A thoracoabdominal approach to resection of the esophagus is most useful for tumors of the distal esophagus that lie inferior to the aortic arch and tumors of the gastric cardia. Eggers first reported the use of a left thoracoabdominal incision for a partial resection of the esophagus in 1931.1 Eventual resection of the distal esophagus and replacement with mobilized stomach was described by Adams and Phemister in 1938.2 Finally, Sweet described the technique of anastomosis based on the principles of meticulous technique and attention to detail.3 The thoracoabdominal incision provides excellent access to the abdomen, and with extension of the incision through the costal arch, left rectus muscle, and diaphragm, the esophagus can be mobilized and replaced with stomach, colon, or jejunum depending on the situation. In addition, with an upward paravertebral extension of the incision and Sweet’s double-rib resection, one can reach almost any lesion of the intrathoracic esophagus.3
Because of the magnitude of a thoracoabdominal esophagectomy, or any esophagectomy, it is important to engage in rigorous patient selection and complete staging workup before proceeding with surgical intervention. Although patients with widely disseminated disease and extreme comorbid illnesses are easily eliminated from surgical consideration, most patients undergo a systematic evaluation of resectability and a review of risk factors.
The initial evaluation of patients with esophageal carcinoma should include a contrast esophagogram and upper gastrointestinal endoscopy. Esophagoscopy with biopsy of the lesion is essential to obtain a tissue diagnosis, to confirm that there is not a second synchronous esophageal carcinoma, and to obtain a more accurate assessment of the extent of the tumor both grossly and microscopically. Endoscopy also allows for identification of Barrett esophagus and potential gastric involvement.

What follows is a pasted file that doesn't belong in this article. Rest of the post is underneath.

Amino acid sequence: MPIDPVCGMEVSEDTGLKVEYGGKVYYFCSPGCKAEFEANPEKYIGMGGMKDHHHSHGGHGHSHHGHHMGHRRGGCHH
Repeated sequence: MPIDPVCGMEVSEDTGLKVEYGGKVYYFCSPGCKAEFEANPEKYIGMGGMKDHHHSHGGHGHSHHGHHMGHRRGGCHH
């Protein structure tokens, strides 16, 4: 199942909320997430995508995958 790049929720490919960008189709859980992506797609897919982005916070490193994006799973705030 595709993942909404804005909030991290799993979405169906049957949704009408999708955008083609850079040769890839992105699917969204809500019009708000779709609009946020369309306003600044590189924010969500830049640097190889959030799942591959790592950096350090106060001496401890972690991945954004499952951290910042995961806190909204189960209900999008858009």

Further evaluation by computed tomographic (CT) imaging of the thorax and abdomen provides information regarding invasion of adjacent structures (e.g., pericardium and diaphragm), tracheobronchial invasion, and mediastinal lymph node involvement. However, recent reports have noted the accuracy of CT imaging for the presence of locoregional disease to be as low as 50%.4,5 CT imaging of the abdomen with contrast material is most useful in the detection of distant metastases, typically to liver or lung.6
Endoscopic ultrasound (EUS) is used in the local staging of esophageal cancer. It provides valuable data regarding the depth of tumor invasion, potential nodal involvement, and the opportunity for fine-needle aspiration of adjacent lymph nodes. Accuracy in predicting T status with EUS in esophageal cancer is greater than 80%, and accuracy in predicting N status ranges around 70%.7 EUS is clearly superior to CT in T staging and appears more accurate in predicting T4 disease.8,9 A negative EUS for regional nodal disease is particularly useful due to the low false-negative rate.8
Positron emission tomography (PET) imaging has becoming a more valuable tool in the evaluation ...